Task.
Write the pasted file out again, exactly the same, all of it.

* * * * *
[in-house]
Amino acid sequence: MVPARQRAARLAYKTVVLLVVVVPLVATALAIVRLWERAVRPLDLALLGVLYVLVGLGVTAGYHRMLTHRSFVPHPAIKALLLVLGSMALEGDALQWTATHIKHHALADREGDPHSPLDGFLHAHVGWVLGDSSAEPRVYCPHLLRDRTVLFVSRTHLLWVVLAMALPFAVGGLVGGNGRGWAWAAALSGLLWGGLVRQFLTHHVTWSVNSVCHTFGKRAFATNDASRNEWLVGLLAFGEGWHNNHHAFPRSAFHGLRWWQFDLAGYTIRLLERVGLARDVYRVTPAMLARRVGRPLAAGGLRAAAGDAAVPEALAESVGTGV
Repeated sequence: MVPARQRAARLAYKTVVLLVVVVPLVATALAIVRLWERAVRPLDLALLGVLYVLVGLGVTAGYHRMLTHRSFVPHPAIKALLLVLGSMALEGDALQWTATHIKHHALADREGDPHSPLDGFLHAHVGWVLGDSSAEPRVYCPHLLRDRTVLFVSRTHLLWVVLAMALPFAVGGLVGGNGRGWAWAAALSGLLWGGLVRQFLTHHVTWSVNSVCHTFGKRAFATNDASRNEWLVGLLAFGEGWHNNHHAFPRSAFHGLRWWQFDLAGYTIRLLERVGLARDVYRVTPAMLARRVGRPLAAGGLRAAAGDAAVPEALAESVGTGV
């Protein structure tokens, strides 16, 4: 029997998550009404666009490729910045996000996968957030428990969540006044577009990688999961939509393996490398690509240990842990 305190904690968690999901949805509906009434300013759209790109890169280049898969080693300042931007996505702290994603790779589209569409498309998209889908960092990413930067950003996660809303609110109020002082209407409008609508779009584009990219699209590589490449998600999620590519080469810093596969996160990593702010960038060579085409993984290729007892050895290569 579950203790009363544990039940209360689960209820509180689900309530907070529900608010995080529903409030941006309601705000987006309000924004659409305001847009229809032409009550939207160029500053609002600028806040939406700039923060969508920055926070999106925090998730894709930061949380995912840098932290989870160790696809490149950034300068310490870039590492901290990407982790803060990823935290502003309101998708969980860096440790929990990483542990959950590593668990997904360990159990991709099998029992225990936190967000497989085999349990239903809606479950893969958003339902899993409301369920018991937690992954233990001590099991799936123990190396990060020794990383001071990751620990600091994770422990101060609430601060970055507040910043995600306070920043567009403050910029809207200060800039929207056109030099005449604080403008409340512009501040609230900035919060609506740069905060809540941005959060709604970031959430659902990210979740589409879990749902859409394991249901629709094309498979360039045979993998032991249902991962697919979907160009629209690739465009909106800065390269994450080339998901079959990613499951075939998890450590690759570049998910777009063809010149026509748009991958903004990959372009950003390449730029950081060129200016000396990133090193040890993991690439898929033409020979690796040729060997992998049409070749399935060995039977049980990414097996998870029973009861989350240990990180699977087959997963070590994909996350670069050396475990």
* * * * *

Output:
[in-house]
Amino acid sequence: MVPARQRAARLAYKTVVLLVVVVPLVATALAIVRLWERAVRPLDLALLGVLYVLVGLGVTAGYHRMLTHRSFVPHPAIKALLLVLGSMALEGDALQWTATHIKHHALADREGDPHSPLDGFLHAHVGWVLGDSSAEPRVYCPHLLRDRTVLFVSRTHLLWVVLAMALPFAVGGLVGGNGRGWAWAAALSGLLWGGLVRQFLTHHVTWSVNSVCHTFGKRAFATNDASRNEWLVGLLAFGEGWHNNHHAFPRSAFHGLRWWQFDLAGYTIRLLERVGLARDVYRVTPAMLARRVGRPLAAGGLRAAAGDAAVPEALAESVGTGV
Repeated sequence: MVPARQRAARLAYKTVVLLVVVVPLVATALAIVRLWERAVRPLDLALLGVLYVLVGLGVTAGYHRMLTHRSFVPHPAIKALLLVLGSMALEGDALQWTATHIKHHALADREGDPHSPLDGFLHAHVGWVLGDSSAEPRVYCPHLLRDRTVLFVSRTHLLWVVLAMALPFAVGGLVGGNGRGWAWAAALSGLLWGGLVRQFLTHHVTWSVNSVCHTFGKRAFATNDASRNEWLVGLLAFGEGWHNNHHAFPRSAFHGLRWWQFDLAGYTIRLLERVGLARDVYRVTPAMLARRVGRPLAAGGLRAAAGDAAVPEALAESVGTGV
């Protein structure tokens, strides 16, 4: 029997998550009404666009490729910045996000996968957030428990969540006044577009990688999961939509393996490398690509240990842990 305190904690968690999901949805509906009434300013759209790109890169280049898969080693300042931007996505702290994603790779589209569409498309998209889908960092990413930067950003996660809303609110109020002082209407409008609508779009584009990219699209590589490449998600999620590519080469810093596969996160990593702010960038060579085409993984290729007892050895290569 579950203790009363544990039940209360689960209820509180689900309530907070529900608010995080529903409030941006309601705000987006309000924004659409305001847009229809032409009550939207160029500053609002600028806040939406700039923060969508920055926070999106925090998730894709930061949380995912840098932290989870160790696809490149950034300068310490870039590492901290990407982790803060990823935290502003309101998708969980860096440790929990990483542990959950590593668990997904360990159990991709099998029992225990936190967000497989085999349990239903809606479950893969958003339902899993409301369920018991937690992954233990001590099991799936123990190396990060020794990383001071990751620990600091994770422990101060609430601060970055507040910043995600306070920043567009403050910029809207200060800039929207056109030099005449604080403008409340512009501040609230900035919060609506740069905060809540941005959060709604970031959430659902990210979740589409879990749902859409394991249901629709094309498979360039045979993998032991249902991962697919979907160009629209690739465009909106800065390269994450080339998901079959990613499951075939998890450590690759570049998910777009063809010149026509748009991958903004990959372009950003390449730029950081060129200016000396990133090193040890993991690439898929033409020979690796040729060997992998049409070749399935060995039977049980990414097996998870029973009861989350240990990180699977087959997963070590994909996350670069050396475990």